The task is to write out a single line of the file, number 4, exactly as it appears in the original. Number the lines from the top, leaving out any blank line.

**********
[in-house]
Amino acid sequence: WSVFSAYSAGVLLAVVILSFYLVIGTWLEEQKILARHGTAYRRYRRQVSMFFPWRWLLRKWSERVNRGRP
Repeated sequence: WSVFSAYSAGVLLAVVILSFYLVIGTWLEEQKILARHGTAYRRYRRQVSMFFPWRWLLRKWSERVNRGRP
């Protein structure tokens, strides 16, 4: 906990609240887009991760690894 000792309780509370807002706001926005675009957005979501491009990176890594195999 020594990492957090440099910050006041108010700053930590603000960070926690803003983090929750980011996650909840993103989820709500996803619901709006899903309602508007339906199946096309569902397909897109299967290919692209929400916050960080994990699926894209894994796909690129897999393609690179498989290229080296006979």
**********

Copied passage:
């Protein structure tokens, strides 16, 4: 906990609240887009991760690894 000792309780509370807002706001926005675009957005979501491009990176890594195999 020594990492957090440099910050006041108010700053930590603000960070926690803003983090929750980011996650909840993103989820709500996803619901709006899903309602508007339906199946096309569902397909897109299967290919692209929400916050960080994990699926894209894994796909690129897999393609690179498989290229080296006979």